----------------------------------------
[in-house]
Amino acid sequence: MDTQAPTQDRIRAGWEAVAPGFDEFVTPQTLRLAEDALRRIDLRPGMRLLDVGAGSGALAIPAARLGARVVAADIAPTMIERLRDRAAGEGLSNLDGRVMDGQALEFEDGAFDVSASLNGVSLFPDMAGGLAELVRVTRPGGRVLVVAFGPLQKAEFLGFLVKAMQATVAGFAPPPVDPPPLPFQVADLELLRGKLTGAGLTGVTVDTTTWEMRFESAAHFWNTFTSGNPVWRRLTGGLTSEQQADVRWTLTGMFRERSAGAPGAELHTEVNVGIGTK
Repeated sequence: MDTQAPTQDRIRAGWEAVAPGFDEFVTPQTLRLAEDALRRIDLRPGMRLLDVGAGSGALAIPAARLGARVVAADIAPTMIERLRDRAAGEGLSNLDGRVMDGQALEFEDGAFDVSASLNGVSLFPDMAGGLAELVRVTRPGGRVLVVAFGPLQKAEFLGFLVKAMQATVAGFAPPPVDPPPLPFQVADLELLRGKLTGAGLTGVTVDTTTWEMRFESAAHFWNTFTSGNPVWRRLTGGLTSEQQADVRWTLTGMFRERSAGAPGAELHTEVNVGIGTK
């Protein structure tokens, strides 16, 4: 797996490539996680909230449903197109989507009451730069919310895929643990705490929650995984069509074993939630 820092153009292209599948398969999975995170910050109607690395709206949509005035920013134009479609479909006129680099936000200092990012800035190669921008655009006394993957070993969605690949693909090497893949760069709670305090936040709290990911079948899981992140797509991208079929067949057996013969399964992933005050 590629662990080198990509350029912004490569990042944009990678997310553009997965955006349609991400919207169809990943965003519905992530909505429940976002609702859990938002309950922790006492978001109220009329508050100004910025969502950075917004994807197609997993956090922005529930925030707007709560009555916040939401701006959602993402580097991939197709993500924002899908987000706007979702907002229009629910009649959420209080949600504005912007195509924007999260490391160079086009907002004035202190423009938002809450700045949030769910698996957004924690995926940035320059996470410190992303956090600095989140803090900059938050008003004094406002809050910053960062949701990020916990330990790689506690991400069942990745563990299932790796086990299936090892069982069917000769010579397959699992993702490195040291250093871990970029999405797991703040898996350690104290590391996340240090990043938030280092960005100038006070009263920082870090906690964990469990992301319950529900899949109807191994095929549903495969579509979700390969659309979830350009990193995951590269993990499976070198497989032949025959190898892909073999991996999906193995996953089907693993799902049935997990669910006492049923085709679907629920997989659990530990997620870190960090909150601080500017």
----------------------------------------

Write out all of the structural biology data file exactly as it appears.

[in-house]
Amino acid sequence: MDTQAPTQDRIRAGWEAVAPGFDEFVTPQTLRLAEDALRRIDLRPGMRLLDVGAGSGALAIPAARLGARVVAADIAPTMIERLRDRAAGEGLSNLDGRVMDGQALEFEDGAFDVSASLNGVSLFPDMAGGLAELVRVTRPGGRVLVVAFGPLQKAEFLGFLVKAMQATVAGFAPPPVDPPPLPFQVADLELLRGKLTGAGLTGVTVDTTTWEMRFESAAHFWNTFTSGNPVWRRLTGGLTSEQQADVRWTLTGMFRERSAGAPGAELHTEVNVGIGTK
Repeated sequence: MDTQAPTQDRIRAGWEAVAPGFDEFVTPQTLRLAEDALRRIDLRPGMRLLDVGAGSGALAIPAARLGARVVAADIAPTMIERLRDRAAGEGLSNLDGRVMDGQALEFEDGAFDVSASLNGVSLFPDMAGGLAELVRVTRPGGRVLVVAFGPLQKAEFLGFLVKAMQATVAGFAPPPVDPPPLPFQVADLELLRGKLTGAGLTGVTVDTTTWEMRFESAAHFWNTFTSGNPVWRRLTGGLTSEQQADVRWTLTGMFRERSAGAPGAELHTEVNVGIGTK
């Protein structure tokens, strides 16, 4: 797996490539996680909230449903197109989507009451730069919310895929643990705490929650995984069509074993939630 820092153009292209599948398969999975995170910050109607690395709206949509005035920013134009479609479909006129680099936000200092990012800035190669921008655009006394993957070993969605690949693909090497893949760069709670305090936040709290990911079948899981992140797509991208079929067949057996013969399964992933005050 590629662990080198990509350029912004490569990042944009990678997310553009997965955006349609991400919207169809990943965003519905992530909505429940976002609702859990938002309950922790006492978001109220009329508050100004910025969502950075917004994807197609997993956090922005529930925030707007709560009555916040939401701006959602993402580097991939197709993500924002899908987000706007979702907002229009629910009649959420209080949600504005912007195509924007999260490391160079086009907002004035202190423009938002809450700045949030769910698996957004924690995926940035320059996470410190992303956090600095989140803090900059938050008003004094406002809050910053960062949701990020916990330990790689506690991400069942990745563990299932790796086990299936090892069982069917000769010579397959699992993702490195040291250093871990970029999405797991703040898996350690104290590391996340240090990043938030280092960005100038006070009263920082870090906690964990469990992301319950529900899949109807191994095929549903495969579509979700390969659309979830350009990193995951590269993990499976070198497989032949025959190898892909073999991996999906193995996953089907693993799902049935997990669910006492049923085709679907629920997989659990530990997620870190960090909150601080500017």